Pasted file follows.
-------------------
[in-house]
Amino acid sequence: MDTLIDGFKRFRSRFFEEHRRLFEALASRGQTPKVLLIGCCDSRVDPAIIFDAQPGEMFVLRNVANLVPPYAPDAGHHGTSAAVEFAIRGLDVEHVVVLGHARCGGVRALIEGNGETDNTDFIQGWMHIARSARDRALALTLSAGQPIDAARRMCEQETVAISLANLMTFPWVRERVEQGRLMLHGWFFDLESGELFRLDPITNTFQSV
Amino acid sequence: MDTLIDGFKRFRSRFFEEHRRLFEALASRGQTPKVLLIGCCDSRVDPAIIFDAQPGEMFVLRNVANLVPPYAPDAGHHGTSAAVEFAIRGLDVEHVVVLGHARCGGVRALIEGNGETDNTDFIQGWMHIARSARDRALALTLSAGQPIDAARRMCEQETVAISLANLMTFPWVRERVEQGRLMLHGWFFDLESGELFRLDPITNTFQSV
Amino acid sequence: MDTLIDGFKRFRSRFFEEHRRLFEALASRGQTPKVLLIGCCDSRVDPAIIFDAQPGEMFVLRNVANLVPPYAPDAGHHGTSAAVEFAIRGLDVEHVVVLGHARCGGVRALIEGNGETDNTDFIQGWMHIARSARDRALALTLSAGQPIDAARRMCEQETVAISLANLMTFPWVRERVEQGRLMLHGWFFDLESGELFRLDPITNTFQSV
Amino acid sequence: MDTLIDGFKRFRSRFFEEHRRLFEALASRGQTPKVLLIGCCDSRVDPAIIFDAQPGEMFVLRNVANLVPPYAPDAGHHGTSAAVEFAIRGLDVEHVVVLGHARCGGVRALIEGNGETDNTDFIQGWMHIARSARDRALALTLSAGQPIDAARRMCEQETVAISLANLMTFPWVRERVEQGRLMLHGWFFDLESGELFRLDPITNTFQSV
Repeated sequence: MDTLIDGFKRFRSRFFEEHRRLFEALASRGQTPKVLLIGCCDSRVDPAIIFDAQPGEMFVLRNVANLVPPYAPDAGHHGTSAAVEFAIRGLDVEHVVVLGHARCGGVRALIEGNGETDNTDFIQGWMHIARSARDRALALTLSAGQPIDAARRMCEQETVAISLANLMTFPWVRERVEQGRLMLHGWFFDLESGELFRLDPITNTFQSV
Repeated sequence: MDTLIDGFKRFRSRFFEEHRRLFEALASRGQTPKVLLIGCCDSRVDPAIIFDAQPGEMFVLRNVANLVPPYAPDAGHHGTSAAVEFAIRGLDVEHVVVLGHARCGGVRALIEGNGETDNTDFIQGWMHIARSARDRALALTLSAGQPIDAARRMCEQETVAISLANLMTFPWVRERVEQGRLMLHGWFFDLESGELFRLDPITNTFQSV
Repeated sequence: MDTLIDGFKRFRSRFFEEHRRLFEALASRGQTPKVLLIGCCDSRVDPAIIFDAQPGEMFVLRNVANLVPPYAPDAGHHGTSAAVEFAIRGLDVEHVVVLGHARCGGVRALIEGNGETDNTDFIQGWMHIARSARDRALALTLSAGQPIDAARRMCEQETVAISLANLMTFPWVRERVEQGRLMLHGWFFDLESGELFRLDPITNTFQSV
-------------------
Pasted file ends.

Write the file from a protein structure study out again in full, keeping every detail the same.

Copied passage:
[in-house]
Amino acid sequence: MDTLIDGFKRFRSRFFEEHRRLFEALASRGQTPKVLLIGCCDSRVDPAIIFDAQPGEMFVLRNVANLVPPYAPDAGHHGTSAAVEFAIRGLDVEHVVVLGHARCGGVRALIEGNGETDNTDFIQGWMHIARSARDRALALTLSAGQPIDAARRMCEQETVAISLANLMTFPWVRERVEQGRLMLHGWFFDLESGELFRLDPITNTFQSV
Amino acid sequence: MDTLIDGFKRFRSRFFEEHRRLFEALASRGQTPKVLLIGCCDSRVDPAIIFDAQPGEMFVLRNVANLVPPYAPDAGHHGTSAAVEFAIRGLDVEHVVVLGHARCGGVRALIEGNGETDNTDFIQGWMHIARSARDRALALTLSAGQPIDAARRMCEQETVAISLANLMTFPWVRERVEQGRLMLHGWFFDLESGELFRLDPITNTFQSV
Amino acid sequence: MDTLIDGFKRFRSRFFEEHRRLFEALASRGQTPKVLLIGCCDSRVDPAIIFDAQPGEMFVLRNVANLVPPYAPDAGHHGTSAAVEFAIRGLDVEHVVVLGHARCGGVRALIEGNGETDNTDFIQGWMHIARSARDRALALTLSAGQPIDAARRMCEQETVAISLANLMTFPWVRERVEQGRLMLHGWFFDLESGELFRLDPITNTFQSV
Amino acid sequence: MDTLIDGFKRFRSRFFEEHRRLFEALASRGQTPKVLLIGCCDSRVDPAIIFDAQPGEMFVLRNVANLVPPYAPDAGHHGTSAAVEFAIRGLDVEHVVVLGHARCGGVRALIEGNGETDNTDFIQGWMHIARSARDRALALTLSAGQPIDAARRMCEQETVAISLANLMTFPWVRERVEQGRLMLHGWFFDLESGELFRLDPITNTFQSV
Repeated sequence: MDTLIDGFKRFRSRFFEEHRRLFEALASRGQTPKVLLIGCCDSRVDPAIIFDAQPGEMFVLRNVANLVPPYAPDAGHHGTSAAVEFAIRGLDVEHVVVLGHARCGGVRALIEGNGETDNTDFIQGWMHIARSARDRALALTLSAGQPIDAARRMCEQETVAISLANLMTFPWVRERVEQGRLMLHGWFFDLESGELFRLDPITNTFQSV
Repeated sequence: MDTLIDGFKRFRSRFFEEHRRLFEALASRGQTPKVLLIGCCDSRVDPAIIFDAQPGEMFVLRNVANLVPPYAPDAGHHGTSAAVEFAIRGLDVEHVVVLGHARCGGVRALIEGNGETDNTDFIQGWMHIARSARDRALALTLSAGQPIDAARRMCEQETVAISLANLMTFPWVRERVEQGRLMLHGWFFDLESGELFRLDPITNTFQSV
Repeated sequence: MDTLIDGFKRFRSRFFEEHRRLFEALASRGQTPKVLLIGCCDSRVDPAIIFDAQPGEMFVLRNVANLVPPYAPDAGHHGTSAAVEFAIRGLDVEHVVVLGHARCGGVRALIEGNGETDNTDFIQGWMHIARSARDRALALTLSAGQPIDAARRMCEQETVAISLANLMTFPWVRERVEQGRLMLHGWFFDLESGELFRLDPITNTFQSV